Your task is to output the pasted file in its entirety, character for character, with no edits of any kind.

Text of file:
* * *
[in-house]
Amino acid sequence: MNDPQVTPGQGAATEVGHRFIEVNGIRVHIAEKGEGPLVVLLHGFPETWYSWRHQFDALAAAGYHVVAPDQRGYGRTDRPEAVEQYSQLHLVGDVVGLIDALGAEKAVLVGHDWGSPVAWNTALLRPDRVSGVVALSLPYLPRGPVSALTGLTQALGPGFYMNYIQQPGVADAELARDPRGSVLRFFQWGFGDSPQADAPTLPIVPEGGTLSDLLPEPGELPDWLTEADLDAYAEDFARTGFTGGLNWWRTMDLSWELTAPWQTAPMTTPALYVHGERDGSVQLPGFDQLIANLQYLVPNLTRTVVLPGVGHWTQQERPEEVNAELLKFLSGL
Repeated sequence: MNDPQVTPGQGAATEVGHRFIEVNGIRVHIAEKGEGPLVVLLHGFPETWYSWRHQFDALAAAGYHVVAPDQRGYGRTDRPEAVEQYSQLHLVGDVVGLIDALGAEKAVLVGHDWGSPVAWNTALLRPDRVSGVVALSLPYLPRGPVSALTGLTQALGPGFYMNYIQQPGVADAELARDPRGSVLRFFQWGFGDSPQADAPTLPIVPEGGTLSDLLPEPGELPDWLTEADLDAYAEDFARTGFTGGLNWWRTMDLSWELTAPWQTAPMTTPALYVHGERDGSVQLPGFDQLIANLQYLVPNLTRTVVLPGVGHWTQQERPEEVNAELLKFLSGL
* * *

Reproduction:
[in-house]
Amino acid sequence: MNDPQVTPGQGAATEVGHRFIEVNGIRVHIAEKGEGPLVVLLHGFPETWYSWRHQFDALAAAGYHVVAPDQRGYGRTDRPEAVEQYSQLHLVGDVVGLIDALGAEKAVLVGHDWGSPVAWNTALLRPDRVSGVVALSLPYLPRGPVSALTGLTQALGPGFYMNYIQQPGVADAELARDPRGSVLRFFQWGFGDSPQADAPTLPIVPEGGTLSDLLPEPGELPDWLTEADLDAYAEDFARTGFTGGLNWWRTMDLSWELTAPWQTAPMTTPALYVHGERDGSVQLPGFDQLIANLQYLVPNLTRTVVLPGVGHWTQQERPEEVNAELLKFLSGL
Repeated sequence: MNDPQVTPGQGAATEVGHRFIEVNGIRVHIAEKGEGPLVVLLHGFPETWYSWRHQFDALAAAGYHVVAPDQRGYGRTDRPEAVEQYSQLHLVGDVVGLIDALGAEKAVLVGHDWGSPVAWNTALLRPDRVSGVVALSLPYLPRGPVSALTGLTQALGPGFYMNYIQQPGVADAELARDPRGSVLRFFQWGFGDSPQADAPTLPIVPEGGTLSDLLPEPGELPDWLTEADLDAYAEDFARTGFTGGLNWWRTMDLSWELTAPWQTAPMTTPALYVHGERDGSVQLPGFDQLIANLQYLVPNLTRTVVLPGVGHWTQQERPEEVNAELLKFLSGL